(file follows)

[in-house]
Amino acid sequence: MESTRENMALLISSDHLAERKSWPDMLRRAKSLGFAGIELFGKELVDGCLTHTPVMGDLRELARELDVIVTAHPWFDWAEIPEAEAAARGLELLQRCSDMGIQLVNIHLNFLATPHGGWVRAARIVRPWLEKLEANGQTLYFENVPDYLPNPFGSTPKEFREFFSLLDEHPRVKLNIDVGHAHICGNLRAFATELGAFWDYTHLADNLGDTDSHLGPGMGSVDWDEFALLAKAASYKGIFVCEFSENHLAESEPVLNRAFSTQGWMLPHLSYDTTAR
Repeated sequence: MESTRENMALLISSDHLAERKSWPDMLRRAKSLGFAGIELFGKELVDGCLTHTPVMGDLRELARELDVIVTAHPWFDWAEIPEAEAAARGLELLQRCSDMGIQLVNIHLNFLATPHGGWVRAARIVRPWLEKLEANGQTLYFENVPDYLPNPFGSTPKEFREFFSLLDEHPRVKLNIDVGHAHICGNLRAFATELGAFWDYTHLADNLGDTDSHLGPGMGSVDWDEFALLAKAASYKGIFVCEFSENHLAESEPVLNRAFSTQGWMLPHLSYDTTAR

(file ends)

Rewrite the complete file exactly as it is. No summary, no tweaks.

[in-house]
Amino acid sequence: MESTRENMALLISSDHLAERKSWPDMLRRAKSLGFAGIELFGKELVDGCLTHTPVMGDLRELARELDVIVTAHPWFDWAEIPEAEAAARGLELLQRCSDMGIQLVNIHLNFLATPHGGWVRAARIVRPWLEKLEANGQTLYFENVPDYLPNPFGSTPKEFREFFSLLDEHPRVKLNIDVGHAHICGNLRAFATELGAFWDYTHLADNLGDTDSHLGPGMGSVDWDEFALLAKAASYKGIFVCEFSENHLAESEPVLNRAFSTQGWMLPHLSYDTTAR
Repeated sequence: MESTRENMALLISSDHLAERKSWPDMLRRAKSLGFAGIELFGKELVDGCLTHTPVMGDLRELARELDVIVTAHPWFDWAEIPEAEAAARGLELLQRCSDMGIQLVNIHLNFLATPHGGWVRAARIVRPWLEKLEANGQTLYFENVPDYLPNPFGSTPKEFREFFSLLDEHPRVKLNIDVGHAHICGNLRAFATELGAFWDYTHLADNLGDTDSHLGPGMGSVDWDEFALLAKAASYKGIFVCEFSENHLAESEPVLNRAFSTQGWMLPHLSYDTTAR